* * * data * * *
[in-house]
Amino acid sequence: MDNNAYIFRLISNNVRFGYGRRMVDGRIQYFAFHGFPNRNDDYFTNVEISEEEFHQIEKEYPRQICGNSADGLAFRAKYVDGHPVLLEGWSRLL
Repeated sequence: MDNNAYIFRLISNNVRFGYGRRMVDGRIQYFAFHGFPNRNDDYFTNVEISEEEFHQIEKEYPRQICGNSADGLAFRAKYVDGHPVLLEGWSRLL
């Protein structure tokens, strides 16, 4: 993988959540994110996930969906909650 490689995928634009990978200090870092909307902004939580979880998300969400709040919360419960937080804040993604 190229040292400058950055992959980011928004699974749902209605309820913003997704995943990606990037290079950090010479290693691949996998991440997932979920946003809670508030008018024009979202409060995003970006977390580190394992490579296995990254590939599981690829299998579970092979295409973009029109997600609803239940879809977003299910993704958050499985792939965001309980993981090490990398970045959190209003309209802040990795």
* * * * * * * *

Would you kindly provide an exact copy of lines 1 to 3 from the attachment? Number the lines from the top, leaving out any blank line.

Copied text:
[in-house]
Amino acid sequence: MDNNAYIFRLISNNVRFGYGRRMVDGRIQYFAFHGFPNRNDDYFTNVEISEEEFHQIEKEYPRQICGNSADGLAFRAKYVDGHPVLLEGWSRLL
Repeated sequence: MDNNAYIFRLISNNVRFGYGRRMVDGRIQYFAFHGFPNRNDDYFTNVEISEEEFHQIEKEYPRQICGNSADGLAFRAKYVDGHPVLLEGWSRLL